Find a local pick your own farm here!

Apple U-Pick Orchards in Atlanta's NW burbs: North Fulton, Cobb, Forsyth area in Georgia in 2022, by county

Below are the U-Pick orchards and farms for apples that we know of in this area. Not all areas of any state, nor even every state, have apples orchards that are open to the public. If you know of any others, please tell us using the add a farm form!

Cobb County

  • Mabry Farm - muscadines, scuppernogs, summer apples, blackberries, figs, honey from hives on the farm
    4480 Sandy Plains Road, Marietta, GA 30066. Phone: (770) 993-4997. Directions: See their website for directions. . Click here for a map and directions. Payment: Cash, only. . [email protected] The muscadines, apples and blackberries are on the honor system, there's a lock box bolted to a post and next to it, an old market scale for weighing what you picked. The owner of the home next to the orchard will come out and check on you. . I believe it's pesticide-free. The products that are available are posted on a sign for the farm, the crop is removed once it's out of season. Muscadines and scuppernogs, summer apples, blackberries. . (ADDED: October 16, 2020, Suggested by a visitor)A visitor writes on October 16, 2020: "It was great - I just wish I like muscadines! Too foxy for me, gave to a friend. but the experience of picking with my 8 yr old was great, next year we will definitely watch for the blackberry and apple signs to go up because my kids could live on applesauce and toddler is obsessed with black-bellies. Love the history, fact that it's 2 miles from us, and that it's just a little u-pick operation off a gravel road and not a production.They list honey for sale but I didn't see where that was sold. Farm is over 100 yrs old, still family owned though they've sold off much of the land, including some to the city to make an awesome park and playground around the corner. pick your own crops, honey,"

Apple picking tips:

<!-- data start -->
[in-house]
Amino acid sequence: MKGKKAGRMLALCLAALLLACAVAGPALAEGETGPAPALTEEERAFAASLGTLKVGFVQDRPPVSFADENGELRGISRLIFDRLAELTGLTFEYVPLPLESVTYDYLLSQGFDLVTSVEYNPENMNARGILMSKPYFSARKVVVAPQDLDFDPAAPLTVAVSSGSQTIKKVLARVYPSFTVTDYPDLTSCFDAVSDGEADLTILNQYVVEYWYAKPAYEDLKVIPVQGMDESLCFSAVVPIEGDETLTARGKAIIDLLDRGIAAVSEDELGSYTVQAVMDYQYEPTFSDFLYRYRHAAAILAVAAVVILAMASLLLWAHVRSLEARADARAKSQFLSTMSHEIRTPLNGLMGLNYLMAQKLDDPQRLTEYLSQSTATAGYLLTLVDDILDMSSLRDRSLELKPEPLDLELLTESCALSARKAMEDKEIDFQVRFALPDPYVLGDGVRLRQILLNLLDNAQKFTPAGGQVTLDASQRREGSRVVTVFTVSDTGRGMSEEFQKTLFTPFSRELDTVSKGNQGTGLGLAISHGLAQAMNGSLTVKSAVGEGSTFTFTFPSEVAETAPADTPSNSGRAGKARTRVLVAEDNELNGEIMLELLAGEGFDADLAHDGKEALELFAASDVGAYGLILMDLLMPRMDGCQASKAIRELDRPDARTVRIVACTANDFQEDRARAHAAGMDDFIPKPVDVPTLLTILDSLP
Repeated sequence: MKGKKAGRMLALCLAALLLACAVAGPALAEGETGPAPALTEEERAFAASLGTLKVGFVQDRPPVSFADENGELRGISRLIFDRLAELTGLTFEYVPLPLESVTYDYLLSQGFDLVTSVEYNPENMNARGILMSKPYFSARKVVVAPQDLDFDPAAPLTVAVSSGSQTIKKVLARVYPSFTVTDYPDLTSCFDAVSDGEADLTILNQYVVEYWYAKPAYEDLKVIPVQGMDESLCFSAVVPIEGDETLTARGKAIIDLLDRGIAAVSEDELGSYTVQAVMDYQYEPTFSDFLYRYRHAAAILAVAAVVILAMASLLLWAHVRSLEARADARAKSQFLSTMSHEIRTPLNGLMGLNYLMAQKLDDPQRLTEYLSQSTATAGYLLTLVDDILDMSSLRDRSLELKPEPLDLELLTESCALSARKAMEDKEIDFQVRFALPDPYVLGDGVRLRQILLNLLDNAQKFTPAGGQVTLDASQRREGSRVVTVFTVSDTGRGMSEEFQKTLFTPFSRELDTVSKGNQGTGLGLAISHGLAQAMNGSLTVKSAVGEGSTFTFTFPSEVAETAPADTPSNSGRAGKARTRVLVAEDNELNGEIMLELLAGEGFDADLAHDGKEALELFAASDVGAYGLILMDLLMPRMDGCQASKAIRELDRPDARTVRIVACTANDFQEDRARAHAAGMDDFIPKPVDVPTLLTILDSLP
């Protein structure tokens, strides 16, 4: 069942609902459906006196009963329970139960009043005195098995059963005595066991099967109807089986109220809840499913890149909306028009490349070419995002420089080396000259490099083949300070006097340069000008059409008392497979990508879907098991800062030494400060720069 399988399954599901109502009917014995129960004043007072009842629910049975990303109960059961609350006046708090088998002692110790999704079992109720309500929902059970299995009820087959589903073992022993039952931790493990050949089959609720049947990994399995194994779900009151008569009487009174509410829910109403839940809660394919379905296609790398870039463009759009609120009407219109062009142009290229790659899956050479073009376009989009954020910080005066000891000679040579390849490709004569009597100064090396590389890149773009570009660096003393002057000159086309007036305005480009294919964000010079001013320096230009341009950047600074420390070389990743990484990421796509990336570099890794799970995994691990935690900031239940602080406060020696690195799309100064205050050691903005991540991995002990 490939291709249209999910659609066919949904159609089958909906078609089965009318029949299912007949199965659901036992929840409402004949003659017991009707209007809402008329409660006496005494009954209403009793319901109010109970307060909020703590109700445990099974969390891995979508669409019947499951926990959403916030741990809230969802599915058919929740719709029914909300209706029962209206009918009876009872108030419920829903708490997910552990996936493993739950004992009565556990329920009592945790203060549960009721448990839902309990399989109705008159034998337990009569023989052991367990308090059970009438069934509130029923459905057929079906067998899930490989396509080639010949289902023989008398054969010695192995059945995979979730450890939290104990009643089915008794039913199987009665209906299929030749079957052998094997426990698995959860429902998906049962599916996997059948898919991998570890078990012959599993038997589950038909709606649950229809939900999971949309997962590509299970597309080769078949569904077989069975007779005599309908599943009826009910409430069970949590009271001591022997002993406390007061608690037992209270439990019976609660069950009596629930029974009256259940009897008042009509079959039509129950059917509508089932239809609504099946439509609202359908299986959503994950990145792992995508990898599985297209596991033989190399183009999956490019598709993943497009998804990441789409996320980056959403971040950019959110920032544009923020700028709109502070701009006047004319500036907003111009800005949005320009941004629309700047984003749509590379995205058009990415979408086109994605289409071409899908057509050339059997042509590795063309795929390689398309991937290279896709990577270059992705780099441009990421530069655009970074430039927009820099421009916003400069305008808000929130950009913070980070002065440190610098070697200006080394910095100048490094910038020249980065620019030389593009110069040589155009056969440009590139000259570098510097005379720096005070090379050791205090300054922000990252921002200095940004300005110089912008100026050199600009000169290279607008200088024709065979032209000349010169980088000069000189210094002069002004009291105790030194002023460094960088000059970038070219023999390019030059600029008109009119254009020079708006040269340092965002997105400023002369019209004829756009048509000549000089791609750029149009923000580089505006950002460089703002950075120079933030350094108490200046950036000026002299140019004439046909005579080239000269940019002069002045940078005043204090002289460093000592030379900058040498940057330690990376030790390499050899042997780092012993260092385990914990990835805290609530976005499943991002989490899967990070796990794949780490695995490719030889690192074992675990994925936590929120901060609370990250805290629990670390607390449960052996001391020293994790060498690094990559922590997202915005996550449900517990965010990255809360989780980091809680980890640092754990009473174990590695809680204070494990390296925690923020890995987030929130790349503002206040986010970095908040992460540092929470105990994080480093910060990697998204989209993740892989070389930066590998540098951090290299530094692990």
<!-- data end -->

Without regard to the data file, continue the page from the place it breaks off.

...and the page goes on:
Apples ripen from the outside of the tree towards the center, so the apples out the outside of the tree will ripen first.  Once they are picked, they stop ripening. Picking apples directly from a tree is easy. Roll the apple upwards off the branch and give a little twist; don't pull straight away from the tree. If two apples are joined together at the top, both will come away at the same time. Don't shake the trees or branches.  If the apple you are trying to pick drops, (or others on the tree) go ahead and pick it up. They're perfectly fine! But do wash them before you eat them! More info: How to tell when apples are ripe

  • Once picked, don't throw the apples into the baskets, place them in gently, or they will bruise and go bad more quickly.
  • Don't wash apples until just before using to prevent spoilage.
  • For an explanation of why apple slices turn brown and how to stop it, see this page!
  • Keep apples cool after picking to increase shelf life.  A cool basement is ideal, but the fruit/vegetable drawer of a refrigerator will work, too.  A refrigerator is fine for small quantities of apples. Boxed apples need to be kept in a cool, dark spot where they won't freeze. Freezing ruptures all of an apple's cells, turning it into one large bruise overnight. The usual solution is to store apples in a root cellar. But root cellars often have potatoes in them: apples and potatoes should never be stored in the same room because, as they age, potatoes release an otherwise ethylene gas, which makes apples spoil faster. If you can keep the gas away from your apples, they will keep just fine. Just don't store them right next to potatoes.
    Prevent contact between apples stored for the winter by wrapping them individually in sheets of newspaper. The easiest way to do this is to unfold a section of newspaper all the way and tear it into quarters. Then stack the wrapped apples . See more here: How to store apples at home
  • Apples don't improve or "ripen" after being picked - this is an urban myth - see this page for the truth - with references!

Which apple variety is best?

There are tens of thousands of varieties of apples, developed over centuries. They vary in sugar, acoidity, flavors, storing, crispness and many other attributes. See our guides to apple varieties:

Canning apples - fully illustrated, with step-by-step instructions

Recipes, illustrated with step by step instructions

Using fresh apples and miscellaneous


Other Local Farm Products (Honey, Horses, Milk, Meat, Eggs, Etc.)
(NOT pick-your-own, unless they are also listed above)

Above is the
2020 version of
the Ball Blue Book